What Fiat Could Do for Chrysler (and Vice Versa)

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Bartek Wrzesniowski / AFP / Getty

Employees work on a car-assembly line producing the Fiat Panda in a factory in Tychy, Poland

The reorganized Chrysler Group LLC postponed the annual press preview of new cars at its proving ground near Chelsea, Mich. — all part of the production stoppage while the company waited out bankruptcy proceedings. But even during that downtime, Chrysler's American engineers and designers were busily exchanging notes with their counterparts at Fiat, just as they have been doing for the past six months.

What will come of all this cross-fertilization? With the Supreme Court blessing of the deal that released Chrysler from bankruptcy, the discussions and note exchanges are quickly shifting into high-powered design collaboration that will soon reshape the beleaguered automaker's future product plans, including a big, new emphasis on smaller vehicles with spiffy little engines.

Think Chrysler Lite. "Fiat already has the lowest C02-emitting engines in Europe," says a Chrysler official privy to the product discussions, who asked not to be identified. "Their strength is our opportunity," he gushes. Chrysler is eager to get new vehicles on the road adapting subcompact and compact car architecture, he adds. "We might not sell a minicar in the U.S., but we could sell it somewhere else." But there's a big potential U.S. play too: "We also have to worry about the new [fuel-economy] standards," he says.

Fiat CEO Sergio Marchionne wants to use the Italian carmaker's technology to sharpen the focus of the Chrysler brands, insiders say. For example, Fiat's technology could allow Chrysler to build a reputation for high performance — not something it's known for today. The new technology could also augment Chrysler's traditional strength in four-wheel-drive, sport utility and truck segments, which are under pressure from rising fuel prices.

Perhaps most important, Fiat gives Chrysler access to up-to-date small engines, says Jim Hall of 2953 Analytics in Birmingham, Mich., which keeps tabs on technical developments in the automotive business. The technology package from Fiat might include an experimental two-cylinder engine of less than 1-liter displacement, which has more than enough horsepower to drive a small car, says Hall. The engine is about half the size of the smallest engines now sold in the U.S.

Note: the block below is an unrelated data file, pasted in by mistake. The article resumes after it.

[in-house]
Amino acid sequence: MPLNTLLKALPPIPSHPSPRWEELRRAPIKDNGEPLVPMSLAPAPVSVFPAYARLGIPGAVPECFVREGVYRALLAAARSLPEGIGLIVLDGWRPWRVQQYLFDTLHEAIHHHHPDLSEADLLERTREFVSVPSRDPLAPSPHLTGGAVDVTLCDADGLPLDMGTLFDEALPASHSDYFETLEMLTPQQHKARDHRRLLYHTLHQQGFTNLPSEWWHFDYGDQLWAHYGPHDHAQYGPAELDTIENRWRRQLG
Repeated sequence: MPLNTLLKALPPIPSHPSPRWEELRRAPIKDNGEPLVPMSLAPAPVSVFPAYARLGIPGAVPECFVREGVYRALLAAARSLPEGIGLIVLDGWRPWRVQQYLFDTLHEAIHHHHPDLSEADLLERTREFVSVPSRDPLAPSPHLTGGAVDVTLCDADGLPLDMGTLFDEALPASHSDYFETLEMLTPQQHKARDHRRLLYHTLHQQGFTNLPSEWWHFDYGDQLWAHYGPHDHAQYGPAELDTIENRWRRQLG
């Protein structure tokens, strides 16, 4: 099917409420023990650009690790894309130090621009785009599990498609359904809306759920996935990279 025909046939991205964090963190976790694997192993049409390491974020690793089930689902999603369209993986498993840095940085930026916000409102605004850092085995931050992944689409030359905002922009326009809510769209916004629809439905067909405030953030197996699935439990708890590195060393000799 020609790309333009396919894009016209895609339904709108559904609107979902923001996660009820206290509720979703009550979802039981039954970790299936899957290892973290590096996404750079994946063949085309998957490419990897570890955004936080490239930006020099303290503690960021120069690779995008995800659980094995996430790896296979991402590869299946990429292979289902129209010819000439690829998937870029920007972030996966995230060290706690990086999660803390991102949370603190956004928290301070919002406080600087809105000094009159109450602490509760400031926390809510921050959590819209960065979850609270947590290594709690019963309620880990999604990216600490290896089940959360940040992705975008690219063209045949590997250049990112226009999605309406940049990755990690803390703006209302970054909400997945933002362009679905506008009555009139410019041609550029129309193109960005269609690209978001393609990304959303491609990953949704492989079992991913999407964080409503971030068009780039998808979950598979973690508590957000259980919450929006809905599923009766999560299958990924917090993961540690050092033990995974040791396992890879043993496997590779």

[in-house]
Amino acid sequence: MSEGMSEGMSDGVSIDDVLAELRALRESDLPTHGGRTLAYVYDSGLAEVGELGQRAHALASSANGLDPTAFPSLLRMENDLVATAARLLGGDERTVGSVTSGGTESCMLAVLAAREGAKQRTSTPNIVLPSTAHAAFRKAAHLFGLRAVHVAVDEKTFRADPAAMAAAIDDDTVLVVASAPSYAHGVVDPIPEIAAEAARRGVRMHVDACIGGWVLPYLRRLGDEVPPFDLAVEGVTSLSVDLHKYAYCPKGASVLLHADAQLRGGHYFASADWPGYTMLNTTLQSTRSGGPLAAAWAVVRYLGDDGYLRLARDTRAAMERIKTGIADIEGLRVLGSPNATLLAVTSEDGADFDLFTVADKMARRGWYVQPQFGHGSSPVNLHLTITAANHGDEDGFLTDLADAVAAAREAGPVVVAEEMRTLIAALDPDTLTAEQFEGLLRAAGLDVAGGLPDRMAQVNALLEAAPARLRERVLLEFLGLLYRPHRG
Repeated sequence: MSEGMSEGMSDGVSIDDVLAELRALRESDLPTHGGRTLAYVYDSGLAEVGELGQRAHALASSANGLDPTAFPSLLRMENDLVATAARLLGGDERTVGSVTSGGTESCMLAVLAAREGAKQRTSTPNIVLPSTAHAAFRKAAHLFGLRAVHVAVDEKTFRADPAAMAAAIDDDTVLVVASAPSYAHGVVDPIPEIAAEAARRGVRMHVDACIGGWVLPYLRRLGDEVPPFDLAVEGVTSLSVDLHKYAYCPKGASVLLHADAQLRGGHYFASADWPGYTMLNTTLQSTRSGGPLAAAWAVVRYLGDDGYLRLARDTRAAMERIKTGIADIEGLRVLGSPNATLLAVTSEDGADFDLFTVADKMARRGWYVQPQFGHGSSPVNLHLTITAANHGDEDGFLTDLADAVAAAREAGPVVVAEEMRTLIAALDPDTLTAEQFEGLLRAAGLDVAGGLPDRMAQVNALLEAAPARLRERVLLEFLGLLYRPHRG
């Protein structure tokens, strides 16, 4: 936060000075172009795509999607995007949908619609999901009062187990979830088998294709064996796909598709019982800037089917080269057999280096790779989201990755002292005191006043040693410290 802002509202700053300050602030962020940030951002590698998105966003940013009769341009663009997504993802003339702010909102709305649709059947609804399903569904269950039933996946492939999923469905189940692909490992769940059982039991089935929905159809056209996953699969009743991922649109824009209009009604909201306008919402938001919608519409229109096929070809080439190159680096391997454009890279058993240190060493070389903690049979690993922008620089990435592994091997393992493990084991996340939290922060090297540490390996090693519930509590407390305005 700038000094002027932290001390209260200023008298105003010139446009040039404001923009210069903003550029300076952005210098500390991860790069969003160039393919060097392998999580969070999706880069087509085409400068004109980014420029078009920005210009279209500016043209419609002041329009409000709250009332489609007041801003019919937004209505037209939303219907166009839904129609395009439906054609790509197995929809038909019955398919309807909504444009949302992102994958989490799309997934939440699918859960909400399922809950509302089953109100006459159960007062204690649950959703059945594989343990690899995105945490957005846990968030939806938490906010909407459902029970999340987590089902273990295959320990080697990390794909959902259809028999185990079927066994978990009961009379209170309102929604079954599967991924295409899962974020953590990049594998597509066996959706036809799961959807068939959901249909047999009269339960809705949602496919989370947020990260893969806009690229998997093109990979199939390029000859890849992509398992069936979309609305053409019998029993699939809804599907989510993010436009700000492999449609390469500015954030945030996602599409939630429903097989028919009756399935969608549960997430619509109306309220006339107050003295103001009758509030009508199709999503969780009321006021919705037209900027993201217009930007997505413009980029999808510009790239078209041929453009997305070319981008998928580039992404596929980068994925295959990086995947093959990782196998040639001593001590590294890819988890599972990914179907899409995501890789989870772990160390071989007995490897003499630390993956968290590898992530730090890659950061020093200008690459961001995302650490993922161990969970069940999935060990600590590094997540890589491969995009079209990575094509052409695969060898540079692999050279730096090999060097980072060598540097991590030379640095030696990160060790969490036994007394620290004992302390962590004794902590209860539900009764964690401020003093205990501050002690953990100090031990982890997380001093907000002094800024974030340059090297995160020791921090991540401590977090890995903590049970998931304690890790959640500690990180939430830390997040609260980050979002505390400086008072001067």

In return, Fiat gets access to Chrysler's new V6, which could open up new upper-tier segments in Europe. Fiat doesn't have a competitive V6 now.

Suppliers also hope that Fiat will transfer some of its well-honed diesel technology to Chrysler. Chrysler buys diesel engines for vehicles it sells in Europe, but it withdrew a diesel-powered Jeep Liberty from the U.S. market last year because the European-made engine didn't seem to meet the expectations of American consumers. Also, Chrysler needs a new diesel engine for export markets in Latin America and the Middle East.

The hope is that a Chrysler-Fiat alliance will make small, fuel-efficient diesel more acceptable to American consumers, according to a major European-based supplier of engine technology that works with Fiat. Fiat's new diesel, a generation ahead, is quieter and cleaner and burns low-sulfur fuel that would enable it to meet stringent new emissions regulations, he says.

Fiat also offers Chrysler very competent small cars that could put Chrysler fairly quickly in segments like the fast-growing subcompact market, where sales could grow by a third in the next four years, says Hall. Chrysler's smallest car is the compact Dodge Caliber, which has enjoyed limited success. In addition, the Fiat platforms are flexible enough to accommodate different body styles, from two doors to four doors to hatchbacks and small wagons, he says.

Finally, the alliance could bolster Chrysler's presence in the highly competitive midsize market. Fiat has an excellent midsize chassis/platform, which serves as the basis for the Alfa Romeo 159. "Chrysler could certainly use that," says Hall, since the struggling American automaker doesn't have the money to develop its own. Hall adds that the Chrysler-Fiat alliance is very likely to expedite Fiat's own plans to reintroduce the Alfa Romeo brand into the U.S. market. Fiat has been eager to bring Alfa Romeo, which now has nine models selling in more than three dozen countries, to the U.S. but has been stymied because it lacked a distribution network. "Now it has a distribution network," Hall notes. "It's called Chrysler."